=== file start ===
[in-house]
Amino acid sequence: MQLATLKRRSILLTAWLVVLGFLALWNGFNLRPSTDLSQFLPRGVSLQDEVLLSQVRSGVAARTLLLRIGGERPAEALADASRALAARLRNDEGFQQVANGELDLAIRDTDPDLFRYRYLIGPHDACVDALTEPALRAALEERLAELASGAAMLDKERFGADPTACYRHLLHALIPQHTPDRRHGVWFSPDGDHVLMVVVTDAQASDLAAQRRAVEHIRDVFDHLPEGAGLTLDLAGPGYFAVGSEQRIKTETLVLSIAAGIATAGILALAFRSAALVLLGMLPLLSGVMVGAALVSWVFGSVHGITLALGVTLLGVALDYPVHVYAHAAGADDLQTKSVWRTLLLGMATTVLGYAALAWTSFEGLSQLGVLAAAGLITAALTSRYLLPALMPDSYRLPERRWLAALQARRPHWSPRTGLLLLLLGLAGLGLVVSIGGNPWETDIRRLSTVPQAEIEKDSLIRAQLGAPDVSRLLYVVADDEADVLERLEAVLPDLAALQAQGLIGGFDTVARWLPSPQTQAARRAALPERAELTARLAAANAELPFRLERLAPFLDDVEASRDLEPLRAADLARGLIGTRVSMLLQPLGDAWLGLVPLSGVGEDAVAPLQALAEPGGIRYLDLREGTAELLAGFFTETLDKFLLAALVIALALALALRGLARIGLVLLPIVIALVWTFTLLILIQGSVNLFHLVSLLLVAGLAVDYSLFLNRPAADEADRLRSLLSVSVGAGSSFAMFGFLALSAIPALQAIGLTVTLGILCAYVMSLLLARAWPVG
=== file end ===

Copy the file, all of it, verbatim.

[in-house]
Amino acid sequence: MQLATLKRRSILLTAWLVVLGFLALWNGFNLRPSTDLSQFLPRGVSLQDEVLLSQVRSGVAARTLLLRIGGERPAEALADASRALAARLRNDEGFQQVANGELDLAIRDTDPDLFRYRYLIGPHDACVDALTEPALRAALEERLAELASGAAMLDKERFGADPTACYRHLLHALIPQHTPDRRHGVWFSPDGDHVLMVVVTDAQASDLAAQRRAVEHIRDVFDHLPEGAGLTLDLAGPGYFAVGSEQRIKTETLVLSIAAGIATAGILALAFRSAALVLLGMLPLLSGVMVGAALVSWVFGSVHGITLALGVTLLGVALDYPVHVYAHAAGADDLQTKSVWRTLLLGMATTVLGYAALAWTSFEGLSQLGVLAAAGLITAALTSRYLLPALMPDSYRLPERRWLAALQARRPHWSPRTGLLLLLLGLAGLGLVVSIGGNPWETDIRRLSTVPQAEIEKDSLIRAQLGAPDVSRLLYVVADDEADVLERLEAVLPDLAALQAQGLIGGFDTVARWLPSPQTQAARRAALPERAELTARLAAANAELPFRLERLAPFLDDVEASRDLEPLRAADLARGLIGTRVSMLLQPLGDAWLGLVPLSGVGEDAVAPLQALAEPGGIRYLDLREGTAELLAGFFTETLDKFLLAALVIALALALALRGLARIGLVLLPIVIALVWTFTLLILIQGSVNLFHLVSLLLVAGLAVDYSLFLNRPAADEADRLRSLLSVSVGAGSSFAMFGFLALSAIPALQAIGLTVTLGILCAYVMSLLLARAWPVG